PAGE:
7. There's No "There" There: The notion that this brilliant, articulate man who rode into Washington D.C. on a chariot drawn by vision and rousing rhetoric may simply have been only that, makes us all suckers. This was the last national politician many of us were going to believe in. Were we so naive? His "bi-partisanship" that empowers the intransigent right that hates him to the detriment of his own allies; his adoption of the cheesiest rhetoric from the "war on terror"; and the lack of pressure on financial institutions that benefited from the bail-out, raise the question of whether he has any real leadership ability at all, beyond the over-rated quality of campaign charisma.
8. He's the Patsy, Prelude to the Backlash: Obama is the real thing, he came into office ready to change the world, and then found that not only is there little that can be done because George Bush Jr. left America in worse shape than anyone dare tell. The power brokers will keep things afloat so Obama holds office long enough for the historically-challenged public to forget who really caused this mess. This strategy was not put in place to rescue the reputation of "Dubya" -- he's served his purpose and he can now play cowboy on his home on the range. The big play here is the backlash, the emergency measures and demagogic "leaders" who will serve as shock troops for the long-standing reactionary desire to finally lay to rest any last vestige of the New Deal, bury the reform spirit of the 1960 and '70s, appropriate as much of society's wealth as possible, further corrode civil liberties and roll over any resistance to a government by, for, and of the corruptocracy.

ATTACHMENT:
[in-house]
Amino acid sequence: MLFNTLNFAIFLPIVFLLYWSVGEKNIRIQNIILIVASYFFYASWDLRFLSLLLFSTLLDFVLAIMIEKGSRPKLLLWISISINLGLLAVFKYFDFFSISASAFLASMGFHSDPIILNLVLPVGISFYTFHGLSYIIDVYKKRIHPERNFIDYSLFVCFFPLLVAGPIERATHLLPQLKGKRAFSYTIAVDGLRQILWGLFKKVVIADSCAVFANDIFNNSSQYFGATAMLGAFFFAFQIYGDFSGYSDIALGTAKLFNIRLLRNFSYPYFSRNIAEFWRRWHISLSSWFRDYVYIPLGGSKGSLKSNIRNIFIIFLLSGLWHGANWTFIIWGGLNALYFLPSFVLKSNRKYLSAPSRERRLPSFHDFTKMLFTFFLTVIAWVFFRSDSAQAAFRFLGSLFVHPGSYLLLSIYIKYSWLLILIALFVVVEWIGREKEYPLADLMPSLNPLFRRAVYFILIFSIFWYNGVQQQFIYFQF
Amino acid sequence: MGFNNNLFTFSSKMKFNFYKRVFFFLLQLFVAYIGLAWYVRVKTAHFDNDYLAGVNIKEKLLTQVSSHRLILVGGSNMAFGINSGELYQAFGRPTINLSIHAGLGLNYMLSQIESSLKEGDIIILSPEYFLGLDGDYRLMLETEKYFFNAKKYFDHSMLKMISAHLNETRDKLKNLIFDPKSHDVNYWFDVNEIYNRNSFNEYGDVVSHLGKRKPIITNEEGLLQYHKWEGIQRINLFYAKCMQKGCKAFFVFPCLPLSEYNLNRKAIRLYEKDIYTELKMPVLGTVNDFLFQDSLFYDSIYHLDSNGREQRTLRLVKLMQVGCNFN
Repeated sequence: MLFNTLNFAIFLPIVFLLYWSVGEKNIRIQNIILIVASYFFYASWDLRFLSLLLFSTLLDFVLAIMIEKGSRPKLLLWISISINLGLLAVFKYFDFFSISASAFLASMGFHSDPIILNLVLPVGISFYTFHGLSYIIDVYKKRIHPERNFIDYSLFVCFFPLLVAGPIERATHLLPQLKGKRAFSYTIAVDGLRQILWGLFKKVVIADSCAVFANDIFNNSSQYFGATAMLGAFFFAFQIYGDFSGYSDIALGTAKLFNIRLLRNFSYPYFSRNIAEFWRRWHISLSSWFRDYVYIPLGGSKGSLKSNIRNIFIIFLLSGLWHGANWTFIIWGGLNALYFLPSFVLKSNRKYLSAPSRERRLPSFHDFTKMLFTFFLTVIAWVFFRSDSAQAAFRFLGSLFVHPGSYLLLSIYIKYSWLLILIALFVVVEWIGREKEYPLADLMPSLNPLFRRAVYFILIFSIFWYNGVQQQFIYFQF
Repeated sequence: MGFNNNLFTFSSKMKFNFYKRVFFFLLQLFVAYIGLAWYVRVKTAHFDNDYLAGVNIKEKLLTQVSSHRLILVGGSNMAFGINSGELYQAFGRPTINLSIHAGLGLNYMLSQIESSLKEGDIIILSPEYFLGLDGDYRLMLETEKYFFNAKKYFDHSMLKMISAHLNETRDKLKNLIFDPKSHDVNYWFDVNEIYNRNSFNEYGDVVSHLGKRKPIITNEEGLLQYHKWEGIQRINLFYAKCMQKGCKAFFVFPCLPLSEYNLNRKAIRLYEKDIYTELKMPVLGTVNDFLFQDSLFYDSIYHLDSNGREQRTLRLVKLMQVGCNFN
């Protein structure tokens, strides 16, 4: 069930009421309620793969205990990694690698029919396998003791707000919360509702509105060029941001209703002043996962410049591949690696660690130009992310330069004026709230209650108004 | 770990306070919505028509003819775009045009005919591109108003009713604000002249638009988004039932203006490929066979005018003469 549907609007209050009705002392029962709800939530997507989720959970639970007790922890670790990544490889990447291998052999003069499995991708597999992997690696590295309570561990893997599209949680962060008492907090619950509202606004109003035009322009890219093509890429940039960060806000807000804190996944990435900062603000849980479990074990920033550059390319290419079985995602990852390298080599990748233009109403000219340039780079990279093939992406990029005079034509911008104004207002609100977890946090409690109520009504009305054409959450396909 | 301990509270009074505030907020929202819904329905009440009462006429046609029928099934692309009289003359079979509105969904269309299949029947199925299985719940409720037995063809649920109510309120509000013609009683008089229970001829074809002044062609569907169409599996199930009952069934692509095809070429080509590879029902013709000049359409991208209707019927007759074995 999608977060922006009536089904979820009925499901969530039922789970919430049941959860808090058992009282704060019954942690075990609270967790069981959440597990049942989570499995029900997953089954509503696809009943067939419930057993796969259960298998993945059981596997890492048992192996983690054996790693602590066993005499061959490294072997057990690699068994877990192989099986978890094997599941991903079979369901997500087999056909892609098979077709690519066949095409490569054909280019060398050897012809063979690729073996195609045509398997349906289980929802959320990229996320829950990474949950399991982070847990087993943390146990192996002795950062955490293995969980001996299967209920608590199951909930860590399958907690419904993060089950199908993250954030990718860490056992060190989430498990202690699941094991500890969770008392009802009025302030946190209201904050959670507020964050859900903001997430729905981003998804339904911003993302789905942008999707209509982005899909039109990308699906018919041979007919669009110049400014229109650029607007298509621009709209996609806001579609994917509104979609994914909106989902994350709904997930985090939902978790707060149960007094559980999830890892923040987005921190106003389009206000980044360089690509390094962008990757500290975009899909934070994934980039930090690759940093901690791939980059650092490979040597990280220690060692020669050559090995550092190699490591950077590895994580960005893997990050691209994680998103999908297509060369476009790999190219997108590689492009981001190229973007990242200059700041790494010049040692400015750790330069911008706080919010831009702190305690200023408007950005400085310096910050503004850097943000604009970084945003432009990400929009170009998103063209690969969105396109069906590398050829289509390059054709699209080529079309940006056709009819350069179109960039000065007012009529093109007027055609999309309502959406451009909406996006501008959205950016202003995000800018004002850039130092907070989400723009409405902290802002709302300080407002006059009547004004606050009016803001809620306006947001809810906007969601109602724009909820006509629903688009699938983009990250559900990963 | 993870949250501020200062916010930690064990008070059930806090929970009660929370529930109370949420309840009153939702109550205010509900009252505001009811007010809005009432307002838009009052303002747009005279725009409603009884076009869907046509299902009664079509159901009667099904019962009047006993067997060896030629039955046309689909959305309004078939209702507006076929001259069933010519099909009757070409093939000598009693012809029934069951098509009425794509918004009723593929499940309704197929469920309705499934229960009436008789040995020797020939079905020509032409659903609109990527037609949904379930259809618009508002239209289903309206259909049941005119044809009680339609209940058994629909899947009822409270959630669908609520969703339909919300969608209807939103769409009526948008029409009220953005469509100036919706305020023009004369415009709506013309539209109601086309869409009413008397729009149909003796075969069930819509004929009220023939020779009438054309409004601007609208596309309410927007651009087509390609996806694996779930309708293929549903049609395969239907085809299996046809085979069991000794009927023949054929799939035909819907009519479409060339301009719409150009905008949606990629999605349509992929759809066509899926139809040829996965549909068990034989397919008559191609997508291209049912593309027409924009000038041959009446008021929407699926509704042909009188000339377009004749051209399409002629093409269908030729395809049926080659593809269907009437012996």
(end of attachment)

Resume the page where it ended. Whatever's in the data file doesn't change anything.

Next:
9. They Threatened Him: Outrageous but simple. Send someone to the Oval Office who says, "You can be liberal to a degree but on certain matters, we call the shots. We'll let you know when and how and don't even think about doing it any other way." But hey, we're a democracy, that can't happen here...
10. We Get the Leaders We Deserve: America shone bright that November night when we elected what appeared to be a very special individual as president to replace the most odious administration in our nation's history. The contrast could not have been greater. And then we waited eagerly, our jobs done. But our jobs are not done. They don't end election night and they don't end with health care vigils or letters to the editor. It is we the people who will be responsible for the Obama we wind up with and if he fails, then we fail, and if we fail, he fails. Extraordinary times require something extra from a people -- sacrifice, commitment, courage, skepticism. We have, to a large extent, lost our ability to matter in a political way. It's not just the militaristic police presence that greets every protest demonstration, the black helmeted cops armed to the teeth, ready to riot as soon as their masters release their collars. It's something that has crept into the soul of our nation and that no Obama can rescue us from. But perhaps we can rescue him from that political resignation and despair -- and in so doing, write a more regenerative explanation for the Obama presidency than those offered above.